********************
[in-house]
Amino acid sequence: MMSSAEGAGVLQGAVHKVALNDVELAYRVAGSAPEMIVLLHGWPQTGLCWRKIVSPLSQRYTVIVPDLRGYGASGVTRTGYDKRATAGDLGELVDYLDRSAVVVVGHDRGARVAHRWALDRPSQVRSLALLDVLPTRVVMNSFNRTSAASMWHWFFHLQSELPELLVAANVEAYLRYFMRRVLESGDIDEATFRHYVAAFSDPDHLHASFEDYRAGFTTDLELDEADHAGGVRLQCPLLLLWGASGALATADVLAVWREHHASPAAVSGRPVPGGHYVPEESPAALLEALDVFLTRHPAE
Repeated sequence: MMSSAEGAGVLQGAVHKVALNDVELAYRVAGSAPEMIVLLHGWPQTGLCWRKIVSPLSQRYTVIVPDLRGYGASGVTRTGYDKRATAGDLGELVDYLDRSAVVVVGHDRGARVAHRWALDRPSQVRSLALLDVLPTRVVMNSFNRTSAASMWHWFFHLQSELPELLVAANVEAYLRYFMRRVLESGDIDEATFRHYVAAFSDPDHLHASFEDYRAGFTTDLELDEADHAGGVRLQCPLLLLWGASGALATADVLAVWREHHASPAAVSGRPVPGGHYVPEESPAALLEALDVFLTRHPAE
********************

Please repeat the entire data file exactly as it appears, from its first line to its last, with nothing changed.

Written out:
[in-house]
Amino acid sequence: MMSSAEGAGVLQGAVHKVALNDVELAYRVAGSAPEMIVLLHGWPQTGLCWRKIVSPLSQRYTVIVPDLRGYGASGVTRTGYDKRATAGDLGELVDYLDRSAVVVVGHDRGARVAHRWALDRPSQVRSLALLDVLPTRVVMNSFNRTSAASMWHWFFHLQSELPELLVAANVEAYLRYFMRRVLESGDIDEATFRHYVAAFSDPDHLHASFEDYRAGFTTDLELDEADHAGGVRLQCPLLLLWGASGALATADVLAVWREHHASPAAVSGRPVPGGHYVPEESPAALLEALDVFLTRHPAE
Repeated sequence: MMSSAEGAGVLQGAVHKVALNDVELAYRVAGSAPEMIVLLHGWPQTGLCWRKIVSPLSQRYTVIVPDLRGYGASGVTRTGYDKRATAGDLGELVDYLDRSAVVVVGHDRGARVAHRWALDRPSQVRSLALLDVLPTRVVMNSFNRTSAASMWHWFFHLQSELPELLVAANVEAYLRYFMRRVLESGDIDEATFRHYVAAFSDPDHLHASFEDYRAGFTTDLELDEADHAGGVRLQCPLLLLWGASGALATADVLAVWREHHASPAAVSGRPVPGGHYVPEESPAALLEALDVFLTRHPAE